An hour earlier, I had texted my friend from the dressing room, “Do I want the twilight or the full knockout?” This is the kind of thing we ask our friends now; this same girl I asked for boy advice at 14, love advice at 27, and parenting advice…well, still.

And maybe it is not all bad, to lose track of days and hours, or even years. To have to pause when you wake up while you figure out what day it is, and what role that means you will play: Am I packing someone’s lunch, or sleeping in? Am I planning my family, or my empty nest? To make dinner plans with a friend, look into her eyes and forget the years, or better yet, to see each of those years, those wisps of gray materializing at our crowns (okay, fine — mine, not hers), like shimmering medals for having arrived at this mile marker, with the finish line (god willing) far from our view.

With love, a few extra deep breaths, and appreciation for your time here,

Laura

P.S. In case you missed it, I think you’ll enjoy my post this week on Medium: How to Structure a Writing Retreat, which pertains to life beyond writing, and could just as easily have been called, “How to Slow Down and Do Whatever the Heck Calls to You.”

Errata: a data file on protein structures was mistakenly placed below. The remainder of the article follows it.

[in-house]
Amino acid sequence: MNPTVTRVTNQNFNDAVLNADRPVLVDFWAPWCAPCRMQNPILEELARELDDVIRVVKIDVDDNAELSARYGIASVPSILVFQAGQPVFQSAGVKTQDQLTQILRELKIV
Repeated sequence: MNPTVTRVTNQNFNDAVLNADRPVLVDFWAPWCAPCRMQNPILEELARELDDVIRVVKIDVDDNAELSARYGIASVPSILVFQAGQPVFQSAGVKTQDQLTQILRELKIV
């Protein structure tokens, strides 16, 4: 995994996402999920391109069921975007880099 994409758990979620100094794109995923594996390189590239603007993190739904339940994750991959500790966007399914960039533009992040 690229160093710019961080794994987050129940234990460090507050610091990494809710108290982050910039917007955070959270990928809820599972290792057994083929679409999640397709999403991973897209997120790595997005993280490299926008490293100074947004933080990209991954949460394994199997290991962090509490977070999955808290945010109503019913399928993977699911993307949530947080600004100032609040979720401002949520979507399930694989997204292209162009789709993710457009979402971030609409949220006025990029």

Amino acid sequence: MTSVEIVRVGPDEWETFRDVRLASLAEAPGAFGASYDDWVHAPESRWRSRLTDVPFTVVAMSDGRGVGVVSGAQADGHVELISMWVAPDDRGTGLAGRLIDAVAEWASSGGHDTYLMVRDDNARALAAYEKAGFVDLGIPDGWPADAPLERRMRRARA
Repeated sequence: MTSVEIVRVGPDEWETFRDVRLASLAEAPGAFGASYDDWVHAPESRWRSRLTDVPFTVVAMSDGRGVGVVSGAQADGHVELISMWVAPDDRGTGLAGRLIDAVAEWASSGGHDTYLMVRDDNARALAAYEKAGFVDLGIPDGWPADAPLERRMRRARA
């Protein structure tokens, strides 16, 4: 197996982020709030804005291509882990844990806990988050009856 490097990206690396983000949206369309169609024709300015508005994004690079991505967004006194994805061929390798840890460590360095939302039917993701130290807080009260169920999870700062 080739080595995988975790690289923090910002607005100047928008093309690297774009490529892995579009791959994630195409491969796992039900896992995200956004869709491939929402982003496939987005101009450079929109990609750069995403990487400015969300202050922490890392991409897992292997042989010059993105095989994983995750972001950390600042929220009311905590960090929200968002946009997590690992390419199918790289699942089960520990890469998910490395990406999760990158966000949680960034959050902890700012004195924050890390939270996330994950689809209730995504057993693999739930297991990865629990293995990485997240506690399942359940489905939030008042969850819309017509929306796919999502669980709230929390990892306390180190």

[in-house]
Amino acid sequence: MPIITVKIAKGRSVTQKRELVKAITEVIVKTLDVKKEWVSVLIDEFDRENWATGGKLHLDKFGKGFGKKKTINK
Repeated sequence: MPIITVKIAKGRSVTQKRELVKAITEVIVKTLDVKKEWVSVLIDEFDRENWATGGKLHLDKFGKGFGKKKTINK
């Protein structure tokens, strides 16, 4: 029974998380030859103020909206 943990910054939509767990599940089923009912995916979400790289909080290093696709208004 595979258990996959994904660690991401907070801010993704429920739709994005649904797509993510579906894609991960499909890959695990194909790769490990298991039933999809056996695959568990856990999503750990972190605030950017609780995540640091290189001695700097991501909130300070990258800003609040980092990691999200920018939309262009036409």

And remember you can follow me on Medium for free, or subscribe for unlimited access to all of Medium’s articles, which supports my work and that of other writers.


Laura Nicole Diamond is the author of Shelter Us: a novelDance with Me: a love letter, and editor of the anthology Deliver Me: True Confessions of Motherhood. She is at work on a memoir about becoming a foster mom to a teenage asylum-seeker. Follow more of her writing on Medium.

Finding Fullness

My uncle found a trove of mementos in our grandmother’s apartment after she died, and passed them to my father, who shared them with my sister. This morning we began to look at them.

Read the story at Medium (and follow there to not miss a post).

Love,

Laura


Laura Nicole Diamond is the author of Shelter Us: a novelDance with Me: a love letter, and editor of the anthology Deliver Me: True Confessions of Motherhood. She is at work on a memoir about becoming a foster mom to a teenage asylum-seeker. Follow more of her writing on Medium.